How does one photograph trauma and maintain a genuine sensitivity to his or her subject?
In early December, The New York Post drew criticism for its cover photo of a man seconds before he was hit by a train. It was unnerving that a photographer could value capturing a moment over intervening to help the man. Photographing disaster has been a sensitive issue since Robert Capa’s infamous Death of a Loyalist image, and is especially relevant in wake of the devastating effects of Hurricane Sandy. How does one photograph trauma and maintain a genuine sensitivity to his or her subject?
Since Sandy hit, Timothy Briner has photographed neighborhoods in Brighton Beach and Coney Island, documenting their preparation, experience, and efforts to rebuild from the storm. Instead of taking a "shoot and run" approach, Briner has inserted himself into the affected communities, produced a substantial body of inspiring images, and has returned multiple times to rephotograph and check up on the people he originally captured.
Paying it forward, Timothy has created GOOD's next photographic DO: Make a portrait of someone who has gone out of their way for you. To fulfill this Field Work Assignment, tweet the photo to us @GOOD with the hashtag #Fieldwork with a sentence about what they did.
In Seagate, a private community located in Coney Island, a man tosses concrete and debris from his home. Thursday, November 1, 2012.
Sheila stands outside of the NYCHA O'dwyer Garden Houses in Coney Island. The last of the six O'dwyer Houses reestablished power 16 days after Hurricane Sandy. Monday, November 12, 2012.
Dorian of Coney Island shares a photo of his apartment and points to the level of the flood waters during Hurricane Sandy. Sunday, November, 11, 2012.
Dorian and his wife Roxanne were cooking dinner when the waters from the flood began to rush into their home. They lost everything on the first floor of their apartment. Sunday, November 11, 2012.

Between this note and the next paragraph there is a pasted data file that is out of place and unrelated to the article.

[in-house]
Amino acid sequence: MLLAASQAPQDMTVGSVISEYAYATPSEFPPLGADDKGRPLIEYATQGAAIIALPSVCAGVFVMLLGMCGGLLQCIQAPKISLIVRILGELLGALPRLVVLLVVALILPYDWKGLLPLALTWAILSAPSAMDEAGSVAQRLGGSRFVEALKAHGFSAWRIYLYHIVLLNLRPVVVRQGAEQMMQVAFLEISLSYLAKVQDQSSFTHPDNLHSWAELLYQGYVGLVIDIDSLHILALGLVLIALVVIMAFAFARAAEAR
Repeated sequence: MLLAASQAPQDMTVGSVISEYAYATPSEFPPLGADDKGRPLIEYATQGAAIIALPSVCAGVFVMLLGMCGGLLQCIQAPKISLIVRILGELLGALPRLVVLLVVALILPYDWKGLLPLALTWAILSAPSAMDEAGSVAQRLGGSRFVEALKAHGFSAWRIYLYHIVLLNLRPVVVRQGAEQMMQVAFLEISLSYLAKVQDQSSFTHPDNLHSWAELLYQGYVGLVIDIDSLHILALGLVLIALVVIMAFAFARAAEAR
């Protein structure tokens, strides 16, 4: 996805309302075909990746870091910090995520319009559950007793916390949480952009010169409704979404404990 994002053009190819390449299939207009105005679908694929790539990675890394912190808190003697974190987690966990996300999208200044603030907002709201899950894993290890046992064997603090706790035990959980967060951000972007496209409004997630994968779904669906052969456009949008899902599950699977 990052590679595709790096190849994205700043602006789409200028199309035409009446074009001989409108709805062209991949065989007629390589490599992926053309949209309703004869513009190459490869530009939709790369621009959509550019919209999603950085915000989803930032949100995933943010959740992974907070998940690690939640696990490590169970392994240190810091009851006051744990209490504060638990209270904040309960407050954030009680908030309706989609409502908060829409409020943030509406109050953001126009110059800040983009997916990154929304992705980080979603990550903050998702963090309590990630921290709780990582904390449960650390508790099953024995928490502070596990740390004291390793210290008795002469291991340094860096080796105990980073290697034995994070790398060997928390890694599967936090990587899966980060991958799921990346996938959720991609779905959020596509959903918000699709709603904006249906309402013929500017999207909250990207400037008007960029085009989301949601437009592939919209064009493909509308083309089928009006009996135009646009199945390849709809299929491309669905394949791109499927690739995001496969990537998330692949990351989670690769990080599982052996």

Sergey at his home in the Sea Rise II housing complex. Tuesday, November 6, 2012.
People wait in line at a temporary distribution center, located at the Coney Island Gospel Assembly, to receive needed supplies. Friday, November 9, 2012.
Marie lost all of her belongings during the flood surge in Coney Island and is sleeping on a wet and moldy couch in her apartment on the ground floor of Sea Rise II housing complex. Maria refuses to leave her apartment in fear of looters. Thursday, November 1, 2012.
Michelle & Jessica play with debris from the storm on Brighton Beach while a man sleeps under the sun. Friday, November 9, 2012.
Gabriel was living with neighbors after the flood waters from Hurricane Sandy destroyed most of his belongings. Thursday, November 1, 2012.
A Metro Ministries van visits children at NYCHA's Coney Island Houses. Friday, December 14, 2012.
Christmas Tree, Searise II Housing Development, Coney Island, NY, December 25, 2012.
A family poses for a photograph after receiving Christmas presents and clothing from the New Church International on Neptune Avenue in Coney Island. December 23, 2012.
Parachute Jump, Coney Island, NY, December 23, 2012
A couple embrace after participating in The Coney Island Polar Bear Club New Years Day Plunge, Coney Island, NY, January 1, 2013.
Photos courtesy of Timothy Briner